the peculiar nature of divorce and similar actions, involving almost always the financial circumstances and abilities of the parties as matters in controversy, and being matters of common occurrence in the trial courts, obviates the necessity for a separate hearing, or the taking of particular evidence, on the question of awarding of attorney fees or suit money.   In the usual, and vast majority of, cases such allowance borders on judicial routine, and is supported by evidence bearing on the circumstances of the parties generally.

¶ 10.   Here, the trial court concluded that there was no general right to attorney's fees in divorce cases, and it therefore declined to evaluate the parties' financial needs and ability to pay.   This holding was erroneous.   While the trial court has discretion in awarding attorney's fees, its misapprehension of the proper standard for evaluating such a request requires that its partial award of attorney's fees be reversed and remanded for reconsideration.   See Begins v. Begins, 168 Vt. 298, 305-06, 721 A.2d 469, 474 (1998) (court's failure to address parties' respective financial needs and ability to pay warranted reversal of attorney's fee award and reconsideration of issue on remand).

Affirmed in part, and award of attorney's fees reversed and remanded.

I do not agree that the property distribution was equitable in this case.   Although the trial court thought it was giving wife exactly what property she requested, it overlooked that her request for property with a lesser value included a cash payment to make up the difference in the value of property awarded to husband.   As a result, the award was unequal in a case in which the findings indicate that, absent the efforts of wife and despite the negative actions of husband, there would have been no marital estate to distribute.   Wife brought the error to the trial court's attention through a scatter-shot post-trial motion.   That may be why the trial court ruling on the motion addressed some issues specifically, and indicated that all other issues were denied.   Because the ruling on the post-trial motion did not directly address the equalization issue, all we know is that it was denied.   Trial courts enjoy broad discretion to distribute marital property, see Cabot v. Cabot, 166 Vt. 485, 500, 697 A.2d 644, 654 (1997);  however, the denial of plaintiff's post-trial motion, in light of the error and the equities as weighed by the court itself, is inexplicable.   It is either a mistake or an abuse of discretion.   Therefore, I respectfully dissent from the majority's opinion that the trial court carefully weighed the 15 V.S.A. § 751 factors and made an equitable distribution.   I would reverse and remand both because wife should have been awarded her attorney's fees, as the majority holds, and for reconsideration of the property distribution.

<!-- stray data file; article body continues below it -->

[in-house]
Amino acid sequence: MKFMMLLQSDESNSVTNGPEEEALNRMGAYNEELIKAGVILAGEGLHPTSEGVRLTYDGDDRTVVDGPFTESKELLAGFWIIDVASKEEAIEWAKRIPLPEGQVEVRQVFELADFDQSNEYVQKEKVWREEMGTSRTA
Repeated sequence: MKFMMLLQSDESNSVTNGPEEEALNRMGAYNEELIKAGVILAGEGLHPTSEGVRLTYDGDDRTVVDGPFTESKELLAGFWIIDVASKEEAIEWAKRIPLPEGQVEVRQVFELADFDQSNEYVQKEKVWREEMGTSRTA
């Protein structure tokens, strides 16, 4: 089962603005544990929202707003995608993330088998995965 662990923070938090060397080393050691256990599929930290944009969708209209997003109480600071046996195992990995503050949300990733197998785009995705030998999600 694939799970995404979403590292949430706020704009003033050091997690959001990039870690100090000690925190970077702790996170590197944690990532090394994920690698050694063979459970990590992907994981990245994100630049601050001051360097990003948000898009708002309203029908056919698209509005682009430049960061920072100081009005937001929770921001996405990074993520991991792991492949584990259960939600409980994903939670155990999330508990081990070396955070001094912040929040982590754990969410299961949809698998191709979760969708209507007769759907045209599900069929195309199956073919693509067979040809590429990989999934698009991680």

¶ 12.   Given the trial court's findings, it is hard to affirm an unequal division of property in this case, especially because the record does not indicate that the trial court carefully exercised its discretion when it denied wife's post-trial motion.   It is a more likely conclusion that, in the numerous issues that were presented for reconsideration, wife's claim that the court had misunderstood her request was overlooked.   The court may also have thought that its refusal to change the value of one of the assets, the little house, resolved the equalization issue.   In fact, the court's resolution of the valuation issue did not affect the disparity wife sought to equalize.   Accepting the court's valuation, wife still requested a cash equalization of $16,000.   The original opinion acknowledges the inequality in distribution and justifies it by stating that the division does not have to be equal and that the court agrees in principle with wife's proposal.   It is one thing to approve an unequal distribution that wife requested;  it is another to approve it on the same ground when wife points out that the court misunderstood her claim and she has the trial exhibit to prove it.   The majority opinion glosses over this by pointing to the original decision, which begs the question.